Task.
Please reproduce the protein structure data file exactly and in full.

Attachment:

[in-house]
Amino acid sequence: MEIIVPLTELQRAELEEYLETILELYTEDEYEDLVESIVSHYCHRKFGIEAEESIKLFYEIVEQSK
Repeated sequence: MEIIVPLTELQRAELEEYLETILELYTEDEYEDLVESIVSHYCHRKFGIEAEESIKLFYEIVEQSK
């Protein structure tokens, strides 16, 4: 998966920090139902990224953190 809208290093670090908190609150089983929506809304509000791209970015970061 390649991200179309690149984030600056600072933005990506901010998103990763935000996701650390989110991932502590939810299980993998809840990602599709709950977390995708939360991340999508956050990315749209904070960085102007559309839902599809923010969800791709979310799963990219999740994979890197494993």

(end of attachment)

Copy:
[in-house]
Amino acid sequence: MEIIVPLTELQRAELEEYLETILELYTEDEYEDLVESIVSHYCHRKFGIEAEESIKLFYEIVEQSK
Repeated sequence: MEIIVPLTELQRAELEEYLETILELYTEDEYEDLVESIVSHYCHRKFGIEAEESIKLFYEIVEQSK
């Protein structure tokens, strides 16, 4: 998966920090139902990224953190 809208290093670090908190609150089983929506809304509000791209970015970061 390649991200179309690149984030600056600072933005990506901010998103990763935000996701650390989110991932502590939810299980993998809840990602599709709950977390995708939360991340999508956050990315749209904070960085102007559309839902599809923010969800791709979310799963990219999740994979890197494993």